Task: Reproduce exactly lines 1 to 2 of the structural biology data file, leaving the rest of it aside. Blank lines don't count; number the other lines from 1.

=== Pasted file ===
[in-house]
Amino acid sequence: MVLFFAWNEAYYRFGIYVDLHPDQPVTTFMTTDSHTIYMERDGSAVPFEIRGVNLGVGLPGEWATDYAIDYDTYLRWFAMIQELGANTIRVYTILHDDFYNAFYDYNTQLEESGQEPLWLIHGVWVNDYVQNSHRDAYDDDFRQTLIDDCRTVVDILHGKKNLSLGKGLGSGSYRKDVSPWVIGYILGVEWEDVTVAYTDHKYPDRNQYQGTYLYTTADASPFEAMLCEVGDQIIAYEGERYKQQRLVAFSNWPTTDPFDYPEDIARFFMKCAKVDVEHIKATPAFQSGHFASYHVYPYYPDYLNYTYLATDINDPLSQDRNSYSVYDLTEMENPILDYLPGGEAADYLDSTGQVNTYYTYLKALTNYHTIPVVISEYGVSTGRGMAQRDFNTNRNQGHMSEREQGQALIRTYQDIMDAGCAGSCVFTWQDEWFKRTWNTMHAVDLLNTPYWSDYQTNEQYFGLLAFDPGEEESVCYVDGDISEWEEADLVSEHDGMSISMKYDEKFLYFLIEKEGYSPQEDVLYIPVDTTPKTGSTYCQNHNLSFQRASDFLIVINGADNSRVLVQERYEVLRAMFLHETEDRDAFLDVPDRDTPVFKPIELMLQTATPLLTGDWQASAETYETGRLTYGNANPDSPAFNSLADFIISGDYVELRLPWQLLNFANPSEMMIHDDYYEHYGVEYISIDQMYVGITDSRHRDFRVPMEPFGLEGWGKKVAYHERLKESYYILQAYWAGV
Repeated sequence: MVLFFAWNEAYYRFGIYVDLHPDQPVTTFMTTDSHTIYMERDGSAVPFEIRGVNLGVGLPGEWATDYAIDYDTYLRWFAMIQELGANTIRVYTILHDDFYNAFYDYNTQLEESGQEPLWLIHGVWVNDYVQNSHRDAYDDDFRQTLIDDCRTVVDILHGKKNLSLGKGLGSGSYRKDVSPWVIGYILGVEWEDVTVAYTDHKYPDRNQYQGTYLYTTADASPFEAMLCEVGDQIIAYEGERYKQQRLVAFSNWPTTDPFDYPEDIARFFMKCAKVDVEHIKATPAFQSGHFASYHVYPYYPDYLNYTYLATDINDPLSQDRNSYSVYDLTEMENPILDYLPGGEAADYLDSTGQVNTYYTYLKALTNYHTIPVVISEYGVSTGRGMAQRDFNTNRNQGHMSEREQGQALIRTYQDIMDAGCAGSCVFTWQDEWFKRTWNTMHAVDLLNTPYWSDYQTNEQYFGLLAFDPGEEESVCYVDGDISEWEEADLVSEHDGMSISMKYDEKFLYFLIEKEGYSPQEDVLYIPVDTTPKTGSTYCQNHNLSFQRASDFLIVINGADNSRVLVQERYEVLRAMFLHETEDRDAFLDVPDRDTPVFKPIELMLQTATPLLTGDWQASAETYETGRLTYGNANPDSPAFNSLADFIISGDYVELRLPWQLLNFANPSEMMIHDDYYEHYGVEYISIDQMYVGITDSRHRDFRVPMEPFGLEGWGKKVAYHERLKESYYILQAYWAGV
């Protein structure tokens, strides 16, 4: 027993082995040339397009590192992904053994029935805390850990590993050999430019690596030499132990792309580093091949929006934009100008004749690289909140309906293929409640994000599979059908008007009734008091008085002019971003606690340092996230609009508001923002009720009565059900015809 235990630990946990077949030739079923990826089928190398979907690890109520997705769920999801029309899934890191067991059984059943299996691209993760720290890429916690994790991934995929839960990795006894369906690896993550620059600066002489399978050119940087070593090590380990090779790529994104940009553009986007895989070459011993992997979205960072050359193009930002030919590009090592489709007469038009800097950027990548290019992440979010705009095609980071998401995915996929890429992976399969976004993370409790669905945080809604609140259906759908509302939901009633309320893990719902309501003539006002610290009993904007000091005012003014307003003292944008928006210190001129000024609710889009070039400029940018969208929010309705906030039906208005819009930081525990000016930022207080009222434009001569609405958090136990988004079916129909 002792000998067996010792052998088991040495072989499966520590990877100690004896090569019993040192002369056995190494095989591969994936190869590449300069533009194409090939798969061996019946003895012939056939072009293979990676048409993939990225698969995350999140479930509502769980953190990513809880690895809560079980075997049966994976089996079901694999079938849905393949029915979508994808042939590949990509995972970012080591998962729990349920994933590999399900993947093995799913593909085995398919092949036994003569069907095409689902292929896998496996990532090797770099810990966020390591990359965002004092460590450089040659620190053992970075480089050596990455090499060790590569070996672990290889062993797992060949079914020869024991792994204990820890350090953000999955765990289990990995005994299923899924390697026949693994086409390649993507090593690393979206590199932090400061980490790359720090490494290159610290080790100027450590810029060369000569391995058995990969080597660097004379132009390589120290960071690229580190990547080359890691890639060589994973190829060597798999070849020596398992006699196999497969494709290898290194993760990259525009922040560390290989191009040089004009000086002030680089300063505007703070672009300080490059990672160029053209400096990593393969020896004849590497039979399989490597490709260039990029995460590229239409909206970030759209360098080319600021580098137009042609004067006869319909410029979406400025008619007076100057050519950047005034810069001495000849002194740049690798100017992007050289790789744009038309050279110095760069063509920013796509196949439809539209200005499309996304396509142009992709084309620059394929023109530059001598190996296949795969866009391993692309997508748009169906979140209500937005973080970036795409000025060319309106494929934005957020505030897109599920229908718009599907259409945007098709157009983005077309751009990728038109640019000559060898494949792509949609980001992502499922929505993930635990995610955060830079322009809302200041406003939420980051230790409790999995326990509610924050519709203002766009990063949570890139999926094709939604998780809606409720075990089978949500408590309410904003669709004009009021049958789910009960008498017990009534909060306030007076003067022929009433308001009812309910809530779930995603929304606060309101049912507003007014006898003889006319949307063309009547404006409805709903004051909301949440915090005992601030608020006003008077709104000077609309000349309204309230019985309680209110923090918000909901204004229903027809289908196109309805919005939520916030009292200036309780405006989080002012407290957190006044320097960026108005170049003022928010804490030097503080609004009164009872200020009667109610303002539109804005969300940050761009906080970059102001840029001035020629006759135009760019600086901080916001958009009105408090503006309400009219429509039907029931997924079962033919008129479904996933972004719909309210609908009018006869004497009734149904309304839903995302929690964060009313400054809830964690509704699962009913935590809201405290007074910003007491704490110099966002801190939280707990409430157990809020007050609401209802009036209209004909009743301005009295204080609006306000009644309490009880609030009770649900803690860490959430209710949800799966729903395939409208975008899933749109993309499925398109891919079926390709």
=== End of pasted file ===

[in-house]
Amino acid sequence: MVLFFAWNEAYYRFGIYVDLHPDQPVTTFMTTDSHTIYMERDGSAVPFEIRGVNLGVGLPGEWATDYAIDYDTYLRWFAMIQELGANTIRVYTILHDDFYNAFYDYNTQLEESGQEPLWLIHGVWVNDYVQNSHRDAYDDDFRQTLIDDCRTVVDILHGKKNLSLGKGLGSGSYRKDVSPWVIGYILGVEWEDVTVAYTDHKYPDRNQYQGTYLYTTADASPFEAMLCEVGDQIIAYEGERYKQQRLVAFSNWPTTDPFDYPEDIARFFMKCAKVDVEHIKATPAFQSGHFASYHVYPYYPDYLNYTYLATDINDPLSQDRNSYSVYDLTEMENPILDYLPGGEAADYLDSTGQVNTYYTYLKALTNYHTIPVVISEYGVSTGRGMAQRDFNTNRNQGHMSEREQGQALIRTYQDIMDAGCAGSCVFTWQDEWFKRTWNTMHAVDLLNTPYWSDYQTNEQYFGLLAFDPGEEESVCYVDGDISEWEEADLVSEHDGMSISMKYDEKFLYFLIEKEGYSPQEDVLYIPVDTTPKTGSTYCQNHNLSFQRASDFLIVINGADNSRVLVQERYEVLRAMFLHETEDRDAFLDVPDRDTPVFKPIELMLQTATPLLTGDWQASAETYETGRLTYGNANPDSPAFNSLADFIISGDYVELRLPWQLLNFANPSEMMIHDDYYEHYGVEYISIDQMYVGITDSRHRDFRVPMEPFGLEGWGKKVAYHERLKESYYILQAYWAGV